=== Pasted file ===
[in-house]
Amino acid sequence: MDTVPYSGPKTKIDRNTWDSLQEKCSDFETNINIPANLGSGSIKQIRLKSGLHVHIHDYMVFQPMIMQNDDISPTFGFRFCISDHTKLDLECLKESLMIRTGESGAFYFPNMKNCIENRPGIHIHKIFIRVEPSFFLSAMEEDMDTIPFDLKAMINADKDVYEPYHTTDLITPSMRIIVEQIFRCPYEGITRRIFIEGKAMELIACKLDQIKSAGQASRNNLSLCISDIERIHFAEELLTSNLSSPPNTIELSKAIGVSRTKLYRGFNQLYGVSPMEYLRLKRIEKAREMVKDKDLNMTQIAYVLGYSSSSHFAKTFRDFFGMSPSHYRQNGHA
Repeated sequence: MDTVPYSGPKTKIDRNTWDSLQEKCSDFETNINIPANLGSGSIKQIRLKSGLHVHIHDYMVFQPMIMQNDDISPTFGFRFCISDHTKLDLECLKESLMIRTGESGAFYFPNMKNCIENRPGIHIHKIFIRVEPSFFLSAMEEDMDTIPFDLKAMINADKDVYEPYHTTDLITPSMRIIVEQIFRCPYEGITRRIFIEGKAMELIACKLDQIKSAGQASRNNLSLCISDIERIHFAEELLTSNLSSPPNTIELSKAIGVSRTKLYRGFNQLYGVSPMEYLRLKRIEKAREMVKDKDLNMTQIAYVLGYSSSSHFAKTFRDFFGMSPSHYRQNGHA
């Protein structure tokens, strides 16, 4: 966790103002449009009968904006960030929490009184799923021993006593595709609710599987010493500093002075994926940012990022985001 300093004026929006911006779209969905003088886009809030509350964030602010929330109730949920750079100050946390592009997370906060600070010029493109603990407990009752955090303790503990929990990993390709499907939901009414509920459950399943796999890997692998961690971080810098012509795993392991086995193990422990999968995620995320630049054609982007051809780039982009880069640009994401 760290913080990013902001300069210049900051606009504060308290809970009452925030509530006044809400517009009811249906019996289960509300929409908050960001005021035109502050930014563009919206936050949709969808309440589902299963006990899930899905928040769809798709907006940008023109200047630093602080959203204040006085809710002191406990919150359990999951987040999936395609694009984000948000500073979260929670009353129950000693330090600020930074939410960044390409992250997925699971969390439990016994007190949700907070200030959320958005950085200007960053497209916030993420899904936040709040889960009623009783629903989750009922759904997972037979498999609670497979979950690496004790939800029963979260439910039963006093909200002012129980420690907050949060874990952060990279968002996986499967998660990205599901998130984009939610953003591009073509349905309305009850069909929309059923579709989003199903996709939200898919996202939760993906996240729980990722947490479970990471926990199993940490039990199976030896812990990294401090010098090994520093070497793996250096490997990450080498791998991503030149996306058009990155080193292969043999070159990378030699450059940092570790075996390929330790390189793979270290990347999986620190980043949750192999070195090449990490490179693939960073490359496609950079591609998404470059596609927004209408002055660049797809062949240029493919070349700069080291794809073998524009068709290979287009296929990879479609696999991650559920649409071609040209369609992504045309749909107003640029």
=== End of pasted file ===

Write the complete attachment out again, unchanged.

[in-house]
Amino acid sequence: MDTVPYSGPKTKIDRNTWDSLQEKCSDFETNINIPANLGSGSIKQIRLKSGLHVHIHDYMVFQPMIMQNDDISPTFGFRFCISDHTKLDLECLKESLMIRTGESGAFYFPNMKNCIENRPGIHIHKIFIRVEPSFFLSAMEEDMDTIPFDLKAMINADKDVYEPYHTTDLITPSMRIIVEQIFRCPYEGITRRIFIEGKAMELIACKLDQIKSAGQASRNNLSLCISDIERIHFAEELLTSNLSSPPNTIELSKAIGVSRTKLYRGFNQLYGVSPMEYLRLKRIEKAREMVKDKDLNMTQIAYVLGYSSSSHFAKTFRDFFGMSPSHYRQNGHA
Repeated sequence: MDTVPYSGPKTKIDRNTWDSLQEKCSDFETNINIPANLGSGSIKQIRLKSGLHVHIHDYMVFQPMIMQNDDISPTFGFRFCISDHTKLDLECLKESLMIRTGESGAFYFPNMKNCIENRPGIHIHKIFIRVEPSFFLSAMEEDMDTIPFDLKAMINADKDVYEPYHTTDLITPSMRIIVEQIFRCPYEGITRRIFIEGKAMELIACKLDQIKSAGQASRNNLSLCISDIERIHFAEELLTSNLSSPPNTIELSKAIGVSRTKLYRGFNQLYGVSPMEYLRLKRIEKAREMVKDKDLNMTQIAYVLGYSSSSHFAKTFRDFFGMSPSHYRQNGHA
């Protein structure tokens, strides 16, 4: 966790103002449009009968904006960030929490009184799923021993006593595709609710599987010493500093002075994926940012990022985001 300093004026929006911006779209969905003088886009809030509350964030602010929330109730949920750079100050946390592009997370906060600070010029493109603990407990009752955090303790503990929990990993390709499907939901009414509920459950399943796999890997692998961690971080810098012509795993392991086995193990422990999968995620995320630049054609982007051809780039982009880069640009994401 760290913080990013902001300069210049900051606009504060308290809970009452925030509530006044809400517009009811249906019996289960509300929409908050960001005021035109502050930014563009919206936050949709969808309440589902299963006990899930899905928040769809798709907006940008023109200047630093602080959203204040006085809710002191406990919150359990999951987040999936395609694009984000948000500073979260929670009353129950000693330090600020930074939410960044390409992250997925699971969390439990016994007190949700907070200030959320958005950085200007960053497209916030993420899904936040709040889960009623009783629903989750009922759904997972037979498999609670497979979950690496004790939800029963979260439910039963006093909200002012129980420690907050949060874990952060990279968002996986499967998660990205599901998130984009939610953003591009073509349905309305009850069909929309059923579709989003199903996709939200898919996202939760993906996240729980990722947490479970990471926990199993940490039990199976030896812990990294401090010098090994520093070497793996250096490997990450080498791998991503030149996306058009990155080193292969043999070159990378030699450059940092570790075996390929330790390189793979270290990347999986620190980043949750192999070195090449990490490179693939960073490359496609950079591609998404470059596609927004209408002055660049797809062949240029493919070349700069080291794809073998524009068709290979287009296929990879479609696999991650559920649409071609040209369609992504045309749909107003640029």